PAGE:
|1830–36||John Tidd Pratt.|
James, 10th Earl of Derby, was born in 1664 and succeeded his brother in the earldom
in 1702. He died in 1736. From 1718 to 1721 he appears to have rented No. 30 in addition
to No. 28. (fn. 5) He was succeeded in the occupancy of the latter house by Edward Waddington,
Bishop of Chichester.
Stanley, Earl of Derby.
Waddington was born in London in 1670–71 and was educated at Eton and King's
College, Cambridge, of which he became a Fellow. In 1698 he inherited an estate of £500
a year and thereupon resigned his Fellowship. In 1702 he obtained the living of Wexham
and ten years later that of Allhallows the Great, London. He was appointed Chaplain-inOrdinary to George I. in 1716. In 1724 he was made Bishop of Chichester and died in 1731.
No. 28 Queen Anne's Gate served as his town house during his episcopate.
Sir Peter Parker, son of Rear-Admiral Christopher Parker, was born in 1721. He
followed his father's profession and was made a captain in 1747. At the conclusion of peace
(1763), after the Seven Years' War, he was put on half-pay. In 1772 he was knighted. In
1775 he was given the command of a small squadron to attack Charlestown, but after stubborn
fighting was repulsed. He then joined Lord Howe at New York, and took part in the reduc
tion of Long Island and Rhode Island. In 1777 he became Rear-Admiral and Commander-inChief at Jamaica, and in 1779 Vice-Admiral. He returned to England in 1782 and received
a baronetcy. He was promoted Admiral in 1787, was appointed Commander-in-Chief at
Portsmouth in 1793, and in 1799 became Admiral of the Fleet. He died in 1811. He is
best remembered as the early patron of Nelson. The ratebooks show him as resident at No. 28
Queen Anne's Gate from 1766 to 1793, the date of his Portsmouth appointment. The
Dictionary of National Biography, however, states that his residence in Queen Square began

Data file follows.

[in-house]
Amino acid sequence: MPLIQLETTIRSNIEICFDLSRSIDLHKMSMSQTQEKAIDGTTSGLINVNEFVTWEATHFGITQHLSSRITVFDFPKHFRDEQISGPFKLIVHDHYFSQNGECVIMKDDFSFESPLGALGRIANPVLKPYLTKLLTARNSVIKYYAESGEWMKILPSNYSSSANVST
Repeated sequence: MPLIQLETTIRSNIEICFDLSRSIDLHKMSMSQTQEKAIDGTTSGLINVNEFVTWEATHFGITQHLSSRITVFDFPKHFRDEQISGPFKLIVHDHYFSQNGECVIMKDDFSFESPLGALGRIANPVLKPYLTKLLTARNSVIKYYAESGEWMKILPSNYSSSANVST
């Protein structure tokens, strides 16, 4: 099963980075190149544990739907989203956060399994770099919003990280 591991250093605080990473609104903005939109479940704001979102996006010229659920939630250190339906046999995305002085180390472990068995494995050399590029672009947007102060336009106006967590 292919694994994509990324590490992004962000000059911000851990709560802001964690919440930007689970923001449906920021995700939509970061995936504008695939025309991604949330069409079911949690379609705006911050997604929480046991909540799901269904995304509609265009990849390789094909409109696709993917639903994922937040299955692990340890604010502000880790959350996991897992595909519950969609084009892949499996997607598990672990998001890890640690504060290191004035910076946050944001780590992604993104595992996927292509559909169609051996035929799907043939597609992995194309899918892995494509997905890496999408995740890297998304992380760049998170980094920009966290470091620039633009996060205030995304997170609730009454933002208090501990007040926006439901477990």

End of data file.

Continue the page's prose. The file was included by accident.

in 1763. If so, he lived with his wife's mother. His wife was Margaret, daughter of Walter
Nugent, and the ratebooks show that "Mrs. Nugent" lived at one of the two houses occupying
the site of No. 34 Queen Anne's Gate from 1761 to 1763, and in the latter year removed to
what is now No. 28. (fn. 6)
John Tidd Pratt, the son of a surgeon in Kennington, was born in 1797, and was called
to the Bar in 1824. From 1828 he was counsel to certify the rules of savings banks and
friendly societies, and in 1846 became Registrar of Friendly Societies. He died in 1870.
He wrote a History of the Savings Banks in England and Wales (published in 1830, the year
in which the ratebooks first show him in residence in Queen Square) and brought out many
editions of legal books.
In the Council's Collection are:—
(fn. 7) General exterior of premises (photograph).
(fn. 7) Entrance doorway (photograph).
(fn. 7) Entrance hall and staircase (photograph).
General view of first-floor landing (photograph).
(fn. 7) Detail of carved frieze to first-floor landing (photograph).
General view of back stairs (photograph).
Marble mantelpiece, ground-floor back room (photograph).
Wood mantelpiece, first-floor front room (photograph).
Wood mantelpiece, first-floor back room (photograph).
Marble mantelpiece, second-floor back room (photograph).